By the way, I have a related question.... I believe the "/proc/bus/pci/devices" file in Linux lists all the devices on the PCI bus. I'm wondering if anyone knows how this file is updated or maintained? How is this file updated with the devices.? Is it updated every time the system is turned on or does the system admin update with the appropriate information? Thanks!
Followup to:  <2b3db7ca.0311111102.31c51e50@posting.google.com>
By author:    sleepymish@hotmail.com (Michelle)
In newsgroup: comp.arch.fpga
> > By the way, I have a related question.... > > I believe the "/proc/bus/pci/devices" file in Linux lists all the > devices on the PCI bus. I'm wondering if anyone knows how this file is > updated or maintained? How is this file updated with the devices.? Is > it updated every time the system is turned on or does the system admin > update with the appropriate information? >
Anything in /proc is automatically updated by the kernel. -hpa -- <hpa@transmeta.com> at work, <hpa@zytor.com> in private! If you send me mail in HTML format I will assume it's spam. "Unix gives you enough rope to shoot yourself in the foot." Architectures needed: ia64 m68k mips64 ppc ppc64 s390 s390x sh v850 x86-64
sleepymish@hotmail.com (Michelle) writes:

> By the way, I have a related question.... > > I believe the "/proc/bus/pci/devices" file in Linux lists all the > devices on the PCI bus. I'm wondering if anyone knows how this file is > updated or maintained? How is this file updated with the devices.? Is > it updated every time the system is turned on or does the system admin > update with the appropriate information?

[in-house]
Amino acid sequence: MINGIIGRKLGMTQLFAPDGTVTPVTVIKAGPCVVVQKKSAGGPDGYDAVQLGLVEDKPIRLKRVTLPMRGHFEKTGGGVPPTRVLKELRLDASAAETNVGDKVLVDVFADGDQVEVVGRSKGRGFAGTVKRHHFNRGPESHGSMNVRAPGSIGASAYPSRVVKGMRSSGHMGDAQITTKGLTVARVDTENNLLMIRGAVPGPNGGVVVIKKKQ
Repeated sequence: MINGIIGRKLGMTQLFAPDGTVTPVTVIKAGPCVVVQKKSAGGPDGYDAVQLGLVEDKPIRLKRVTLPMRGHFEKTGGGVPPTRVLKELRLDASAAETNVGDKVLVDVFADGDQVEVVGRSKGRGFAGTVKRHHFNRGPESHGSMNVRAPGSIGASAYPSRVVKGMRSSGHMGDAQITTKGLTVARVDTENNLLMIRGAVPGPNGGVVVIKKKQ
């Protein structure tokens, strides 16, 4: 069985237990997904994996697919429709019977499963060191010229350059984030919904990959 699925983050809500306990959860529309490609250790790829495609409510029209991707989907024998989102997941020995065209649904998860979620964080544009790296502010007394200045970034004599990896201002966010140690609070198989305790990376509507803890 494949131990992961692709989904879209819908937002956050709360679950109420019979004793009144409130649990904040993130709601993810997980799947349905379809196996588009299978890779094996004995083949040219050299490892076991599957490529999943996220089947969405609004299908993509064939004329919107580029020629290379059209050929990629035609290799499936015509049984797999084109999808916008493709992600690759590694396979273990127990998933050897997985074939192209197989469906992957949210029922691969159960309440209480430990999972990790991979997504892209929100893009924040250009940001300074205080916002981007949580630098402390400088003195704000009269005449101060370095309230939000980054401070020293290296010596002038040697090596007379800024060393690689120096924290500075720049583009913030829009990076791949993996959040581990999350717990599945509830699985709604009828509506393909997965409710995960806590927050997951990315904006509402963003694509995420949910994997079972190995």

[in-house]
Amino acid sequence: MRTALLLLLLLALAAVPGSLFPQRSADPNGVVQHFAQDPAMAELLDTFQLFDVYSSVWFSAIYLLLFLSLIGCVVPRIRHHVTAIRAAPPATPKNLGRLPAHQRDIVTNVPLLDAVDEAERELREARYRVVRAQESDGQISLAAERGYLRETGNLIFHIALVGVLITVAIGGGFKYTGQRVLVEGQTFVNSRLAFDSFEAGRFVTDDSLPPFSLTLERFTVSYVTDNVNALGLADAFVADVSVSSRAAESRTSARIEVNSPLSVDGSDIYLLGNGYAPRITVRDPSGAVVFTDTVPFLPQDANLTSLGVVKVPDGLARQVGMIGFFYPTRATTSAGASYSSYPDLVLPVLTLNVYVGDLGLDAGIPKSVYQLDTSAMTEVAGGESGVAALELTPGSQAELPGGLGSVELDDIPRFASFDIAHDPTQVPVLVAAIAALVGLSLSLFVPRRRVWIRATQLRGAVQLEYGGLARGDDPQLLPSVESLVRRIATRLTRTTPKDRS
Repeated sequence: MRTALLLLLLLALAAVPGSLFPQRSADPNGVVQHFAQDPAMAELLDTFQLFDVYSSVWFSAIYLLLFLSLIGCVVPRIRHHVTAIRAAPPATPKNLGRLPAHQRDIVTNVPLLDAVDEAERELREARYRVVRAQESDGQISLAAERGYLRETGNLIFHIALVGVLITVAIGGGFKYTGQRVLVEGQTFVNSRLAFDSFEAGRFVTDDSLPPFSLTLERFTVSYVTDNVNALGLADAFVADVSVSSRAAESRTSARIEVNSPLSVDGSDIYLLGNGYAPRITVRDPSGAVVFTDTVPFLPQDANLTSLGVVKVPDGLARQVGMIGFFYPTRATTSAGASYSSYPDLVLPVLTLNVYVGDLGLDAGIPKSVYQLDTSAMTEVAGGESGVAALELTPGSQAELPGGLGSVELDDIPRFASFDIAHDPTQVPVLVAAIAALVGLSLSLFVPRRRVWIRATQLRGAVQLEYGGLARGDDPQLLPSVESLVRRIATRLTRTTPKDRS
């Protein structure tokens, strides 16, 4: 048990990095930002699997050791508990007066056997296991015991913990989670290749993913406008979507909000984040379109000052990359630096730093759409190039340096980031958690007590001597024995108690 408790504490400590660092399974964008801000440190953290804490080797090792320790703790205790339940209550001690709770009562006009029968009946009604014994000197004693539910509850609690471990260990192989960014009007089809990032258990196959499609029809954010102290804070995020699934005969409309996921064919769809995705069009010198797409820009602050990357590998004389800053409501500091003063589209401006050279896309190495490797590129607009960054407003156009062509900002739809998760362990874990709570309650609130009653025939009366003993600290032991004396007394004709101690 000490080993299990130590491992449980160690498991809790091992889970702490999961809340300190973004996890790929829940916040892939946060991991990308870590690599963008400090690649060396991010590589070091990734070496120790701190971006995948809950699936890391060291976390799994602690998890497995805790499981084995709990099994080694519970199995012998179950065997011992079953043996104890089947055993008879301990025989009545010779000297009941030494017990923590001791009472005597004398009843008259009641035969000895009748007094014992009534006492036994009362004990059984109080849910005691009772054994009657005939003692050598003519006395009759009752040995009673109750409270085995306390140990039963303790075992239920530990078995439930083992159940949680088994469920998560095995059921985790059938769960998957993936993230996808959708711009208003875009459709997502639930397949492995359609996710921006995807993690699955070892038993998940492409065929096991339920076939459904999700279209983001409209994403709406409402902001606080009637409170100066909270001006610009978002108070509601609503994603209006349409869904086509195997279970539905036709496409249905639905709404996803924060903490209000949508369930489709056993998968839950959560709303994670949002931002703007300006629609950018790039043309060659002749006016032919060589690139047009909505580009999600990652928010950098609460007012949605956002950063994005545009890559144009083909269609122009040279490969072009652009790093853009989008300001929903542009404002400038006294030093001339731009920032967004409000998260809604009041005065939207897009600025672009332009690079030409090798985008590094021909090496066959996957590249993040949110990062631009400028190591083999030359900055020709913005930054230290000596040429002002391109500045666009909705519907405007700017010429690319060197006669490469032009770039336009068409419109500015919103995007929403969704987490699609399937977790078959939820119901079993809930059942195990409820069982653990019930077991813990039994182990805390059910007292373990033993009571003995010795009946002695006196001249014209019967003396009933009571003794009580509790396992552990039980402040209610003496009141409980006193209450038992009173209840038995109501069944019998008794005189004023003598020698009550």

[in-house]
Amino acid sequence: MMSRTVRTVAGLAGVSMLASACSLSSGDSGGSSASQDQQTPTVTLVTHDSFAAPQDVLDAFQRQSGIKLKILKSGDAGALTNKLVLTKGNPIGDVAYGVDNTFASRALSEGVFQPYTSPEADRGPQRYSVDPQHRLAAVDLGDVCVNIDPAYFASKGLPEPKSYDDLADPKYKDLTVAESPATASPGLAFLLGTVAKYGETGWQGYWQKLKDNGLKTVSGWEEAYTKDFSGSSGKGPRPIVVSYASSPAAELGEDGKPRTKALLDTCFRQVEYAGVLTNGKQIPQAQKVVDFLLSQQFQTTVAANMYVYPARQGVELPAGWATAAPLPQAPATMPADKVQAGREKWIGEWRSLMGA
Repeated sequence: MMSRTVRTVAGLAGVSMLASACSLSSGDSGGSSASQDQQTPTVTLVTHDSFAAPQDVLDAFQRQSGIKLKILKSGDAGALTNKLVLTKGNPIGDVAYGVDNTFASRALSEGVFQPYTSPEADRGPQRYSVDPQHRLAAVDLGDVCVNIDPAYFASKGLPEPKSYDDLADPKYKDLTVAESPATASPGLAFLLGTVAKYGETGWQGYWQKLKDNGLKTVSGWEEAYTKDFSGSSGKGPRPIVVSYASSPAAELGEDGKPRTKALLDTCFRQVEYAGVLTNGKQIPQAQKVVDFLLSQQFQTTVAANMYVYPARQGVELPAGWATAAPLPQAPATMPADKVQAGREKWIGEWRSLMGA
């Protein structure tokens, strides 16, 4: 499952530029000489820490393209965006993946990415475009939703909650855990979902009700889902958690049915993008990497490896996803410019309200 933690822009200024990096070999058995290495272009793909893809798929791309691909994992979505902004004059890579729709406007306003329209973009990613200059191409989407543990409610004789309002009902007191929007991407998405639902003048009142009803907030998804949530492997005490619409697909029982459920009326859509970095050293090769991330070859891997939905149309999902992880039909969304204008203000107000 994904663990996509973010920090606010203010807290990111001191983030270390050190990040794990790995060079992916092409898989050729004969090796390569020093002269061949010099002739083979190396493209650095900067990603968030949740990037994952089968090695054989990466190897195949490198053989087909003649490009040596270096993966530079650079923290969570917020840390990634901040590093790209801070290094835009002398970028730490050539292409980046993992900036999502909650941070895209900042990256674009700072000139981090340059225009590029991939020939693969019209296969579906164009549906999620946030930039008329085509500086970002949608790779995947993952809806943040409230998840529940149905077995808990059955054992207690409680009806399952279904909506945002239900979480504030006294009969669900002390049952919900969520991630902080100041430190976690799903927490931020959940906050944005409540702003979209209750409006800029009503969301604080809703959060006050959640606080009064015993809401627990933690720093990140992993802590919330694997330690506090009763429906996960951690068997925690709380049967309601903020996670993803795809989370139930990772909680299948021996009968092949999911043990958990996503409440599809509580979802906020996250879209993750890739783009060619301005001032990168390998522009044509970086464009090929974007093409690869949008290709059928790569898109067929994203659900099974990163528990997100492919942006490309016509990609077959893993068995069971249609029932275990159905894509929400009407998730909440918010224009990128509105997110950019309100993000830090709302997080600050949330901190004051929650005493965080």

This is maintained by the pci driver. It's not a real file, but data wich is collected by the driver when try to read from this "file" (there is a hook function you specify in a struct which you register throu a call to proc_register). Try to look for pci_proc_attach_device in the Linux source tree: find /usr/src/linux/ -name '*.[ch]' | xargs grep pci_proc_attach_device Writing a Linux device driver is not extremely difficult since there's a lot of documentation out there as well as source code for all (well most) of the current device drivers in use. You can also use the "lspci" command to list all PCI devices. You can also specify a bus:slot.function number as well as verbose output and a hex dump of the PCI config space, like: "lspci -s 2:2.0 -v -x" Petter -- A: Because it messes up the order in which people normally read text. Q: Why is top-posting such a bad thing? A: Top-posting. Q: What is the most annoying thing on usenet and in e-mail?